You come to me full of promise, a gift from heaven or the universe or wherever it is sacred things derive. You are the dream incarnate, the promise still unsullied of the dog I always wanted. You are the promise of memories lost and found, of my dog at 13, unbuckled on the bench seat, head out the window, tongue out the mouth flapping like a cartoon at 40 miles per hour. You are the living potential of my own hopes, the dog with whom I will run agility, or learn dock diving. You are the promise of a more joyful life, smiles, security, naps on the sofa spooned and snuggly. You, my puppy, are filled with this sacred promise.

Cuddled, so small now, you can fit in the dips and curves of my chest, breathing in a rhythm so close to mine I could weep. This is the most perfect puppy ever, I think. You shift and make a muffled high-pitched grumble, slipping just under my chin. I catch just the faintest hint of your breath, puppy breath, so intoxicating. This sacred promise, this puppy, this living and breathing moment, it seems to be missing nothing. And, then I remember there is one thing, one important missing part, a humble thing maybe I can offer in return. And I close my eyes as if in prayer and offer this sacred promise to you, my puppy.

I will love you even as I do this very moment for as long as we live, even when you become flawed (because life is hard and this world claims its tolls), even as I am flawed, even when it’s inconvenient or hard, even as you navigate your most challenging years, and even (most especially) as you come to the end of your years. This I promise you.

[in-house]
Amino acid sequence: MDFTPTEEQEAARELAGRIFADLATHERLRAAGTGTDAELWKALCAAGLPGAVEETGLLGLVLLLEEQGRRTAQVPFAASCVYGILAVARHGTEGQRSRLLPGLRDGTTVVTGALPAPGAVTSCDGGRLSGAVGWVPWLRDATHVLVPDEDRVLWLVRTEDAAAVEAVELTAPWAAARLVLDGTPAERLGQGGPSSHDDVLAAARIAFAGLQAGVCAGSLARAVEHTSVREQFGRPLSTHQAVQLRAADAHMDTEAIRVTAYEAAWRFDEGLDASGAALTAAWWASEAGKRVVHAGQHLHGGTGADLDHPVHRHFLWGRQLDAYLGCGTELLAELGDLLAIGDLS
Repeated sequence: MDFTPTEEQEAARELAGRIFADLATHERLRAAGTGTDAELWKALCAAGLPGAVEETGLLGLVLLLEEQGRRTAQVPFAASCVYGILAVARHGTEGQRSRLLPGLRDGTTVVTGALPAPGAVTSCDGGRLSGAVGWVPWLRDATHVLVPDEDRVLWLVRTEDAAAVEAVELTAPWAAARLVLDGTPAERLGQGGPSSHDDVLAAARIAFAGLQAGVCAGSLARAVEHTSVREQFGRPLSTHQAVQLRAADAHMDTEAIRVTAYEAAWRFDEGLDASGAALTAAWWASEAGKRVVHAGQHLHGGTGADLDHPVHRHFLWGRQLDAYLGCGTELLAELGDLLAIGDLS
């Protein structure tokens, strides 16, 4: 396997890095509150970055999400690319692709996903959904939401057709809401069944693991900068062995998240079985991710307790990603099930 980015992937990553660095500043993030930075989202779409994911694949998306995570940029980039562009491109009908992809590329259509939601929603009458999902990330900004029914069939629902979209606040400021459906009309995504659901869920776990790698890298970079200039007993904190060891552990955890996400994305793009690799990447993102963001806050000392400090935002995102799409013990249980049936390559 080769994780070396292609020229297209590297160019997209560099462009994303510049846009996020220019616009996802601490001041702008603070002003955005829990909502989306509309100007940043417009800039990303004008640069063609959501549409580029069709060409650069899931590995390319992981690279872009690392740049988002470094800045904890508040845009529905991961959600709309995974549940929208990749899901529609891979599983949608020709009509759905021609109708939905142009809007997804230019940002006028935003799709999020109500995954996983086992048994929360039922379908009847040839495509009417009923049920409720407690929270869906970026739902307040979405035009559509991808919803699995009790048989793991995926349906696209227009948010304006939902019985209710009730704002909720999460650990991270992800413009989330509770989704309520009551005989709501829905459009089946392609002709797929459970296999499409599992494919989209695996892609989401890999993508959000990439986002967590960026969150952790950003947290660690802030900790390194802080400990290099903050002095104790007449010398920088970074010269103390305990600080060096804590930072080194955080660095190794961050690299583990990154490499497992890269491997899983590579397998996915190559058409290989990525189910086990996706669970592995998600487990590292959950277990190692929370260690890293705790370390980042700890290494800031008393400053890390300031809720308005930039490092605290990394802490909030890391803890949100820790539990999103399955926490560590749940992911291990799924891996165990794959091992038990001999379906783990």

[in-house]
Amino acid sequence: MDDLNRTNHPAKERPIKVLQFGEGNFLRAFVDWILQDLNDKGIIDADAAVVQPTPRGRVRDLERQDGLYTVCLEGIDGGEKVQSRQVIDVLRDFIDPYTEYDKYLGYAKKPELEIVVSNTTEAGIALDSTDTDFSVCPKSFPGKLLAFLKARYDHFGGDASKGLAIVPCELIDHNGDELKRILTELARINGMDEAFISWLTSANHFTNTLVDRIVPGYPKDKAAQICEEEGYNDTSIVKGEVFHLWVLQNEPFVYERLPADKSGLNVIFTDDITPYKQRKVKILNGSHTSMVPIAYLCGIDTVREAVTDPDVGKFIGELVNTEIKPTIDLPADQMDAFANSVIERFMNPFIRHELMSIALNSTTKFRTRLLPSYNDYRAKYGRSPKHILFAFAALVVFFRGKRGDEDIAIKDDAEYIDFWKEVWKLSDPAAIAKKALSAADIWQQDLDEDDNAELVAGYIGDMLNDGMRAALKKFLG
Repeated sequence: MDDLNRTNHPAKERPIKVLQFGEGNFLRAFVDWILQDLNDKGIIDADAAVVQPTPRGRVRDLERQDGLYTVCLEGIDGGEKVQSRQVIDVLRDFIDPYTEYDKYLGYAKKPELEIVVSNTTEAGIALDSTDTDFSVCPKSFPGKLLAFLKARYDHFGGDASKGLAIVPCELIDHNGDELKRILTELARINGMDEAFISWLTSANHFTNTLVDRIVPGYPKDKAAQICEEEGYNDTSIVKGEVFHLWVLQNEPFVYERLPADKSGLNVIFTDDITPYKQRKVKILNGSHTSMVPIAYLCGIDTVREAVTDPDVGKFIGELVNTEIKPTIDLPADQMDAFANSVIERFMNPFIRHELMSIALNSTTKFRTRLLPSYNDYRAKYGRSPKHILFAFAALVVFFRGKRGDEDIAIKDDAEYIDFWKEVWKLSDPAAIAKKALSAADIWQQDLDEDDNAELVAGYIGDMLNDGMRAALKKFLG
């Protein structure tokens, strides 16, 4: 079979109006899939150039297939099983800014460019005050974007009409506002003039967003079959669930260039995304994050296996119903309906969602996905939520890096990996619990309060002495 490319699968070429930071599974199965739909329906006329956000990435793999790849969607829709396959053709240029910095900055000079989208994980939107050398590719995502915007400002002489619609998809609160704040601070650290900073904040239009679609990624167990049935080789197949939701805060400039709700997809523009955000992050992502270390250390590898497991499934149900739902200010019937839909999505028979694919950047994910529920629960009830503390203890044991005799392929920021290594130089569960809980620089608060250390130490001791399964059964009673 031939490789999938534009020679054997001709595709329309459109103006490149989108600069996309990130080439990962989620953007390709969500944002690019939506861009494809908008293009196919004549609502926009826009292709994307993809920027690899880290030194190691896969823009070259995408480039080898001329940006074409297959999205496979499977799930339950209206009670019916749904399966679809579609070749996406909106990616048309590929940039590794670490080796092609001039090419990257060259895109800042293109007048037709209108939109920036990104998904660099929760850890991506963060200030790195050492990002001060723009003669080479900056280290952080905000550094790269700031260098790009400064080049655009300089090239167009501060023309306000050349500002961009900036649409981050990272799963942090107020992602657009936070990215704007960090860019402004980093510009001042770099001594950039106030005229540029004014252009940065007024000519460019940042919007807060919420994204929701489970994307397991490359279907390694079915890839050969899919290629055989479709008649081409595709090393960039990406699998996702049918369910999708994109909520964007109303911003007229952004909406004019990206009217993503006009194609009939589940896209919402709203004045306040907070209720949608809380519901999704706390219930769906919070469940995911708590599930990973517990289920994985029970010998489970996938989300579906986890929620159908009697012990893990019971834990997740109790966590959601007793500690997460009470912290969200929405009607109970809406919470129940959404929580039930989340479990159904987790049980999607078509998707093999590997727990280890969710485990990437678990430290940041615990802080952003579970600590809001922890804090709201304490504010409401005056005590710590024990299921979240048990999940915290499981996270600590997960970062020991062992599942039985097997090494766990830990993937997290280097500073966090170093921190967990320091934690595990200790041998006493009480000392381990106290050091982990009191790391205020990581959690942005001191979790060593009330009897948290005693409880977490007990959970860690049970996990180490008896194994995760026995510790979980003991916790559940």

I will learn all about you. I will learn your kind, the way you carry your body and express your face, the way you communicate without words (so elegant). I will learn with you and teach you how life in a human world works. I already told you it is sometimes hard. I’m so grateful you’re here. I’ll do my best to make it as easy for you as I can. I promise. We will make learning fun, together. I promise that as well.

I will speak on your behalf. Your language, perfect and complete, is still a mystery to too many of my kind. I will be your human voice. You can count on that. I will interrupt anyone who means you harm – emotional or physical – either by their malice or their ignorance. I will speak loudly if I must, clearly always, without shame or hesitation ever. You are from a place of sacred things and I will remember that when I speak. This is my promise.

We will spend time together. I don’t know yet if we will win ribbons or prizes or likes on social media. I’m assuming you don’t care. That is part of what makes you so wonderful. We will simply be with each other and that will be enough for me and for you, I hope. We will do things together. I don’t know what yet. You are so young. You can help us decide. But, it’s going to be you and me and maybe some other friends and some doggie friends. This is important. So, I promise.

You get to make choices. I promise. Sometimes things just suck and we have to do what we have to do (Honey, I get it). But, I will let you make choices in your everyday life. It might be scary at first – or maybe not, but after a while it’s fun. I’ll help make it fun. There are so many choices and you get to choose them. Who will you play with or not? What will your favorite activities be, your favorite games? Where will you like to go and where would you rather steer clear? How do you like to be petted? Will you be a cuddler like now? What do you want to learn? I’ll teach you. Even when you have to experience icky things, I’ll show you how to let us know when you are ready. You can choose that too. I’s a promise.